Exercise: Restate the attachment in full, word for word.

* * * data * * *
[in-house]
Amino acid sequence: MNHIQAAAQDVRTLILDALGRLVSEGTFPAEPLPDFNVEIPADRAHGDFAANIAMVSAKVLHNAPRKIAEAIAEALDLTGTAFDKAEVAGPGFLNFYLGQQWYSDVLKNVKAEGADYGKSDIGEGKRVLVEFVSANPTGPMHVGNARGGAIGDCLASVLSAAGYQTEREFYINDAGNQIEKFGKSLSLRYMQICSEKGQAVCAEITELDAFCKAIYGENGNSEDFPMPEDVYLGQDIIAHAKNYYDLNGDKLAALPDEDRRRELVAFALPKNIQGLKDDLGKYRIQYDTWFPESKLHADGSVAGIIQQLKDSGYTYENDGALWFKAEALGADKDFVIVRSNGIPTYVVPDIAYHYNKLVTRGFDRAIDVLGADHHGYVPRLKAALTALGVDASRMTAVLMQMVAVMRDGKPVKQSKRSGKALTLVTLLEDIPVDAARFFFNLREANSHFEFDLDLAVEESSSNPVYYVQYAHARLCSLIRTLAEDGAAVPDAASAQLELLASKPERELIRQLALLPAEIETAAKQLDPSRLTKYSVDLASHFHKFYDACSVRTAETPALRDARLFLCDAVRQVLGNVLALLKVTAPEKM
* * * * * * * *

[in-house]
Amino acid sequence: MNHIQAAAQDVRTLILDALGRLVSEGTFPAEPLPDFNVEIPADRAHGDFAANIAMVSAKVLHNAPRKIAEAIAEALDLTGTAFDKAEVAGPGFLNFYLGQQWYSDVLKNVKAEGADYGKSDIGEGKRVLVEFVSANPTGPMHVGNARGGAIGDCLASVLSAAGYQTEREFYINDAGNQIEKFGKSLSLRYMQICSEKGQAVCAEITELDAFCKAIYGENGNSEDFPMPEDVYLGQDIIAHAKNYYDLNGDKLAALPDEDRRRELVAFALPKNIQGLKDDLGKYRIQYDTWFPESKLHADGSVAGIIQQLKDSGYTYENDGALWFKAEALGADKDFVIVRSNGIPTYVVPDIAYHYNKLVTRGFDRAIDVLGADHHGYVPRLKAALTALGVDASRMTAVLMQMVAVMRDGKPVKQSKRSGKALTLVTLLEDIPVDAARFFFNLREANSHFEFDLDLAVEESSSNPVYYVQYAHARLCSLIRTLAEDGAAVPDAASAQLELLASKPERELIRQLALLPAEIETAAKQLDPSRLTKYSVDLASHFHKFYDACSVRTAETPALRDARLFLCDAVRQVLGNVLALLKVTAPEKM